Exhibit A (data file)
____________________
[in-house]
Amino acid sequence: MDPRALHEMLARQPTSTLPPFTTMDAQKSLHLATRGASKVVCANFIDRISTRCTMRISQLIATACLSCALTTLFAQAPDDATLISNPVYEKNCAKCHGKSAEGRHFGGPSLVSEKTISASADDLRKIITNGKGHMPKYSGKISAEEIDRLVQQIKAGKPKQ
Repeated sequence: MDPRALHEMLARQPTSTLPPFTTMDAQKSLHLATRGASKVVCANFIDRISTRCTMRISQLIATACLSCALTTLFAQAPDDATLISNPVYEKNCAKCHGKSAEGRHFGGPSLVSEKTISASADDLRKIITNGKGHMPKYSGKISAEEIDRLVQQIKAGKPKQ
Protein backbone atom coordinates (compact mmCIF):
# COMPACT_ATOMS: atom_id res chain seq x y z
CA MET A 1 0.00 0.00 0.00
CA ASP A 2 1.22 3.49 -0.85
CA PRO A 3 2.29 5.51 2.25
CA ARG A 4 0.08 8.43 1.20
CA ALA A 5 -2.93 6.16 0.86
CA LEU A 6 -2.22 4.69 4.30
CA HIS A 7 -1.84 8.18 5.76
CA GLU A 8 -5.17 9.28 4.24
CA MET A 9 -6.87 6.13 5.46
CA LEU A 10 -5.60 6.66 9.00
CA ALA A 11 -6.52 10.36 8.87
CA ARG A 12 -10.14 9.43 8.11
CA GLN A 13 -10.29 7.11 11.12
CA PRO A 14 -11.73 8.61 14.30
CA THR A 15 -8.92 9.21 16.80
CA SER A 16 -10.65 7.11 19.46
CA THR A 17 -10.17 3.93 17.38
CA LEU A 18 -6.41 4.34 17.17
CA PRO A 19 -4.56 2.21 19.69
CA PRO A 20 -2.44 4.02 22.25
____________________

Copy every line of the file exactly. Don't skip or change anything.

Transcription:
[in-house]
Amino acid sequence: MDPRALHEMLARQPTSTLPPFTTMDAQKSLHLATRGASKVVCANFIDRISTRCTMRISQLIATACLSCALTTLFAQAPDDATLISNPVYEKNCAKCHGKSAEGRHFGGPSLVSEKTISASADDLRKIITNGKGHMPKYSGKISAEEIDRLVQQIKAGKPKQ
Repeated sequence: MDPRALHEMLARQPTSTLPPFTTMDAQKSLHLATRGASKVVCANFIDRISTRCTMRISQLIATACLSCALTTLFAQAPDDATLISNPVYEKNCAKCHGKSAEGRHFGGPSLVSEKTISASADDLRKIITNGKGHMPKYSGKISAEEIDRLVQQIKAGKPKQ
Protein backbone atom coordinates (compact mmCIF):
# COMPACT_ATOMS: atom_id res chain seq x y z
CA MET A 1 0.00 0.00 0.00
CA ASP A 2 1.22 3.49 -0.85
CA PRO A 3 2.29 5.51 2.25
CA ARG A 4 0.08 8.43 1.20
CA ALA A 5 -2.93 6.16 0.86
CA LEU A 6 -2.22 4.69 4.30
CA HIS A 7 -1.84 8.18 5.76
CA GLU A 8 -5.17 9.28 4.24
CA MET A 9 -6.87 6.13 5.46
CA LEU A 10 -5.60 6.66 9.00
CA ALA A 11 -6.52 10.36 8.87
CA ARG A 12 -10.14 9.43 8.11
CA GLN A 13 -10.29 7.11 11.12
CA PRO A 14 -11.73 8.61 14.30
CA THR A 15 -8.92 9.21 16.80
CA SER A 16 -10.65 7.11 19.46
CA THR A 17 -10.17 3.93 17.38
CA LEU A 18 -6.41 4.34 17.17
CA PRO A 19 -4.56 2.21 19.69
CA PRO A 20 -2.44 4.02 22.25